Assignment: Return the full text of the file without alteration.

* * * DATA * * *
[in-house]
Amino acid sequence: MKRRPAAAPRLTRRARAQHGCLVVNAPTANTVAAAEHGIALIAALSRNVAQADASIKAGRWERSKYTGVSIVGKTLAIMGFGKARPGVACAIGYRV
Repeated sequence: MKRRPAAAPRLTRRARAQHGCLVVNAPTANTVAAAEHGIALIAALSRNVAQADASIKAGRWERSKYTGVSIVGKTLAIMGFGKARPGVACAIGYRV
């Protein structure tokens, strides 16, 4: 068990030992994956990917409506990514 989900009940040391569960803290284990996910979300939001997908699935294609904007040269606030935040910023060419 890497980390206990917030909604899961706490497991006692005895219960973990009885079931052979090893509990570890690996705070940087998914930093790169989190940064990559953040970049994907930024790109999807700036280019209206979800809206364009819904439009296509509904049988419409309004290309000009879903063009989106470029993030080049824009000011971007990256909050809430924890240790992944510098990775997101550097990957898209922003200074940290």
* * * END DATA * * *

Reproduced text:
[in-house]
Amino acid sequence: MKRRPAAAPRLTRRARAQHGCLVVNAPTANTVAAAEHGIALIAALSRNVAQADASIKAGRWERSKYTGVSIVGKTLAIMGFGKARPGVACAIGYRV
Repeated sequence: MKRRPAAAPRLTRRARAQHGCLVVNAPTANTVAAAEHGIALIAALSRNVAQADASIKAGRWERSKYTGVSIVGKTLAIMGFGKARPGVACAIGYRV
């Protein structure tokens, strides 16, 4: 068990030992994956990917409506990514 989900009940040391569960803290284990996910979300939001997908699935294609904007040269606030935040910023060419 890497980390206990917030909604899961706490497991006692005895219960973990009885079931052979090893509990570890690996705070940087998914930093790169989190940064990559953040970049994907930024790109999807700036280019209206979800809206364009819904439009296509509904049988419409309004290309000009879903063009989106470029993030080049824009000011971007990256909050809430924890240790992944510098990775997101550097990957898209922003200074940290």